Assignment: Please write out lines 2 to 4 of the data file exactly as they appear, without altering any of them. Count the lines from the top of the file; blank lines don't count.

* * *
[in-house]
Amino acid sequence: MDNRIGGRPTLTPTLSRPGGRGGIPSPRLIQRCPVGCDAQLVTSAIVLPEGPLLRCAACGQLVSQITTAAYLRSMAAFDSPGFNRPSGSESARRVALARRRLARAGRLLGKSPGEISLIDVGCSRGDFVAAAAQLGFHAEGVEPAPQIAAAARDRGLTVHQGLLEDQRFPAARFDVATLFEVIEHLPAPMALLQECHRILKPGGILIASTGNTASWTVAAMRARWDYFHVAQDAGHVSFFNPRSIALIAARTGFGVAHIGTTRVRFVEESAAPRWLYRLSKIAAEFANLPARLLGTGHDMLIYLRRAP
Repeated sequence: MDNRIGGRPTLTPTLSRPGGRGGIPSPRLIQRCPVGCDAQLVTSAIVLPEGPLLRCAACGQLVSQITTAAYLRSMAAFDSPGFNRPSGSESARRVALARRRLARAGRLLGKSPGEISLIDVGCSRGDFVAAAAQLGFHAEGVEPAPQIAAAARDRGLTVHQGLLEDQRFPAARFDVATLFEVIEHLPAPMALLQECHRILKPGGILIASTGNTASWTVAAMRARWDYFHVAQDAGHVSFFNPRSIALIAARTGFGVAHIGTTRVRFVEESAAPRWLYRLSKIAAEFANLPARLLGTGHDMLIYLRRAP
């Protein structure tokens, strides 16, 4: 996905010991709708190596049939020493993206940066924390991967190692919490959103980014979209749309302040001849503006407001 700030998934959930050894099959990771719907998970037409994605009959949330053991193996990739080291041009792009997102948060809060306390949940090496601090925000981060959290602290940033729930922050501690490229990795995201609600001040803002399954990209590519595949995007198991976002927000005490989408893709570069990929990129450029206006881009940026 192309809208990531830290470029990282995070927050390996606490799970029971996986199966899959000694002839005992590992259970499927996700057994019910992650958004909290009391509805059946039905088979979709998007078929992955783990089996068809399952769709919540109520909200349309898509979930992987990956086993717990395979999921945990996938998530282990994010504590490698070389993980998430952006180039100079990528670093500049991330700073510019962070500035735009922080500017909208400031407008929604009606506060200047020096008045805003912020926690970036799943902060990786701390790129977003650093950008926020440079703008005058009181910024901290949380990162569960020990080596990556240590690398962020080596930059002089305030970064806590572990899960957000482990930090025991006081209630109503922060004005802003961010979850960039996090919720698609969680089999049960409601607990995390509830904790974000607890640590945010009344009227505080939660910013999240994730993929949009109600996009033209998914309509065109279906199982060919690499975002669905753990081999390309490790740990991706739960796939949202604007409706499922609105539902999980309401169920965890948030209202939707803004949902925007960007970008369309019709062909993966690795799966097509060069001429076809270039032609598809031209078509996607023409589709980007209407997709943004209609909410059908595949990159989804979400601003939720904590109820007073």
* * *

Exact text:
Amino acid sequence: MDNRIGGRPTLTPTLSRPGGRGGIPSPRLIQRCPVGCDAQLVTSAIVLPEGPLLRCAACGQLVSQITTAAYLRSMAAFDSPGFNRPSGSESARRVALARRRLARAGRLLGKSPGEISLIDVGCSRGDFVAAAAQLGFHAEGVEPAPQIAAAARDRGLTVHQGLLEDQRFPAARFDVATLFEVIEHLPAPMALLQECHRILKPGGILIASTGNTASWTVAAMRARWDYFHVAQDAGHVSFFNPRSIALIAARTGFGVAHIGTTRVRFVEESAAPRWLYRLSKIAAEFANLPARLLGTGHDMLIYLRRAP
Repeated sequence: MDNRIGGRPTLTPTLSRPGGRGGIPSPRLIQRCPVGCDAQLVTSAIVLPEGPLLRCAACGQLVSQITTAAYLRSMAAFDSPGFNRPSGSESARRVALARRRLARAGRLLGKSPGEISLIDVGCSRGDFVAAAAQLGFHAEGVEPAPQIAAAARDRGLTVHQGLLEDQRFPAARFDVATLFEVIEHLPAPMALLQECHRILKPGGILIASTGNTASWTVAAMRARWDYFHVAQDAGHVSFFNPRSIALIAARTGFGVAHIGTTRVRFVEESAAPRWLYRLSKIAAEFANLPARLLGTGHDMLIYLRRAP
């Protein structure tokens, strides 16, 4: 996905010991709708190596049939020493993206940066924390991967190692919490959103980014979209749309302040001849503006407001 700030998934959930050894099959990771719907998970037409994605009959949330053991193996990739080291041009792009997102948060809060306390949940090496601090925000981060959290602290940033729930922050501690490229990795995201609600001040803002399954990209590519595949995007198991976002927000005490989408893709570069990929990129450029206006881009940026 192309809208990531830290470029990282995070927050390996606490799970029971996986199966899959000694002839005992590992259970499927996700057994019910992650958004909290009391509805059946039905088979979709998007078929992955783990089996068809399952769709919540109520909200349309898509979930992987990956086993717990395979999921945990996938998530282990994010504590490698070389993980998430952006180039100079990528670093500049991330700073510019962070500035735009922080500017909208400031407008929604009606506060200047020096008045805003912020926690970036799943902060990786701390790129977003650093950008926020440079703008005058009181910024901290949380990162569960020990080596990556240590690398962020080596930059002089305030970064806590572990899960957000482990930090025991006081209630109503922060004005802003961010979850960039996090919720698609969680089999049960409601607990995390509830904790974000607890640590945010009344009227505080939660910013999240994730993929949009109600996009033209998914309509065109279906199982060919690499975002669905753990081999390309490790740990991706739960796939949202604007409706499922609105539902999980309401169920965890948030209202939707803004949902925007960007970008369309019709062909993966690795799966097509060069001429076809270039032609598809031209078509996607023409589709980007209407997709943004209609909410059908595949990159989804979400601003939720904590109820007073």